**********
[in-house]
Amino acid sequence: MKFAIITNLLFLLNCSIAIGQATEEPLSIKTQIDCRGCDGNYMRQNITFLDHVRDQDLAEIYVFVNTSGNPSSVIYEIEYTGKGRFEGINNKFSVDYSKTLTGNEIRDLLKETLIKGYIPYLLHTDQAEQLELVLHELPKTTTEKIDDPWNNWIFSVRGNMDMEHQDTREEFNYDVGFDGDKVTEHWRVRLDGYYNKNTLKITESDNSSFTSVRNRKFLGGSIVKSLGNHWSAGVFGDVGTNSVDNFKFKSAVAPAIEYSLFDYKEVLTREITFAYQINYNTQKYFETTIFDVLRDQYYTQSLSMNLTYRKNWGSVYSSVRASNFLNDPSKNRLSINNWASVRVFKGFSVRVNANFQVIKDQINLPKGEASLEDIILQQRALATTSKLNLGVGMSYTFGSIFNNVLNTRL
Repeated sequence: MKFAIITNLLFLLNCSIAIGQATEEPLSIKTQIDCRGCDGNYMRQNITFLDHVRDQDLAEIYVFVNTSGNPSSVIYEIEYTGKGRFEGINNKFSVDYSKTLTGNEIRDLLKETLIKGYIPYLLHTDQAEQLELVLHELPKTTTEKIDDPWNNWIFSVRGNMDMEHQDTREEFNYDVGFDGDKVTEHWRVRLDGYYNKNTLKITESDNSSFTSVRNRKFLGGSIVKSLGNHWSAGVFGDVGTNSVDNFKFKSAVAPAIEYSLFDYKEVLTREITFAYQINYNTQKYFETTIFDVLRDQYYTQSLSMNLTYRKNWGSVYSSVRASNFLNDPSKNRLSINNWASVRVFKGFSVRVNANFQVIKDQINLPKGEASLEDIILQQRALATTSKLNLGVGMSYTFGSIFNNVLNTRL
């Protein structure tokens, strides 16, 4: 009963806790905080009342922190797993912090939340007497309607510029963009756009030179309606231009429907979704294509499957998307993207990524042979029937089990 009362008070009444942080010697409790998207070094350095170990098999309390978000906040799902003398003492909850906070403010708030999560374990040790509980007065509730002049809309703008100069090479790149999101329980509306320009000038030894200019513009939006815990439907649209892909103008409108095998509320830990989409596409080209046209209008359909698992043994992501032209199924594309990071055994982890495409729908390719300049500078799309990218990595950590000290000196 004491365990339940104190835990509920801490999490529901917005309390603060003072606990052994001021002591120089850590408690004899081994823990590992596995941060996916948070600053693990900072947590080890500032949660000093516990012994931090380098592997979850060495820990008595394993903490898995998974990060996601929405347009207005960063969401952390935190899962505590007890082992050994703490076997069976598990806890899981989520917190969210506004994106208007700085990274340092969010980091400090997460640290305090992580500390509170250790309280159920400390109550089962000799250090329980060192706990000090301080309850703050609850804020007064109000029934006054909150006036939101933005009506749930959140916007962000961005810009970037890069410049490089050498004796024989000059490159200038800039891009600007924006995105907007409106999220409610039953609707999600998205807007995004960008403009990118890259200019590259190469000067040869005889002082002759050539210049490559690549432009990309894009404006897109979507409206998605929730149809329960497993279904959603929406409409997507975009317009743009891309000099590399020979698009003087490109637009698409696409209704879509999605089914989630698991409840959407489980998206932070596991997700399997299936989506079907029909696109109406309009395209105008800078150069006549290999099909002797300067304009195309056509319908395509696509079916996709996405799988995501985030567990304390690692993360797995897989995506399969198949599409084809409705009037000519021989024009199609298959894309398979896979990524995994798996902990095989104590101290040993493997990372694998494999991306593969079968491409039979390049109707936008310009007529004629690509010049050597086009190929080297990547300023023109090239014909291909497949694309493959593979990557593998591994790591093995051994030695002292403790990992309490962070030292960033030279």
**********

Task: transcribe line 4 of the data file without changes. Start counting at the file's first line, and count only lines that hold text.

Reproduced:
């Protein structure tokens, strides 16, 4: 009963806790905080009342922190797993912090939340007497309607510029963009756009030179309606231009429907979704294509499957998307993207990524042979029937089990 009362008070009444942080010697409790998207070094350095170990098999309390978000906040799902003398003492909850906070403010708030999560374990040790509980007065509730002049809309703008100069090479790149999101329980509306320009000038030894200019513009939006815990439907649209892909103008409108095998509320830990989409596409080209046209209008359909698992043994992501032209199924594309990071055994982890495409729908390719300049500078799309990218990595950590000290000196 004491365990339940104190835990509920801490999490529901917005309390603060003072606990052994001021002591120089850590408690004899081994823990590992596995941060996916948070600053693990900072947590080890500032949660000093516990012994931090380098592997979850060495820990008595394993903490898995998974990060996601929405347009207005960063969401952390935190899962505590007890082992050994703490076997069976598990806890899981989520917190969210506004994106208007700085990274340092969010980091400090997460640290305090992580500390509170250790309280159920400390109550089962000799250090329980060192706990000090301080309850703050609850804020007064109000029934006054909150006036939101933005009506749930959140916007962000961005810009970037890069410049490089050498004796024989000059490159200038800039891009600007924006995105907007409106999220409610039953609707999600998205807007995004960008403009990118890259200019590259190469000067040869005889002082002759050539210049490559690549432009990309894009404006897109979507409206998605929730149809329960497993279904959603929406409409997507975009317009743009891309000099590399020979698009003087490109637009698409696409209704879509999605089914989630698991409840959407489980998206932070596991997700399997299936989506079907029909696109109406309009395209105008800078150069006549290999099909002797300067304009195309056509319908395509696509079916996709996405799988995501985030567990304390690692993360797995897989995506399969198949599409084809409705009037000519021989024009199609298959894309398979896979990524995994798996902990095989104590101290040993493997990372694998494999991306593969079968491409039979390049109707936008310009007529004629690509010049050597086009190929080297990547300023023109090239014909291909497949694309493959593979990557593998591994790591093995051994030695002292403790990992309490962070030292960033030279």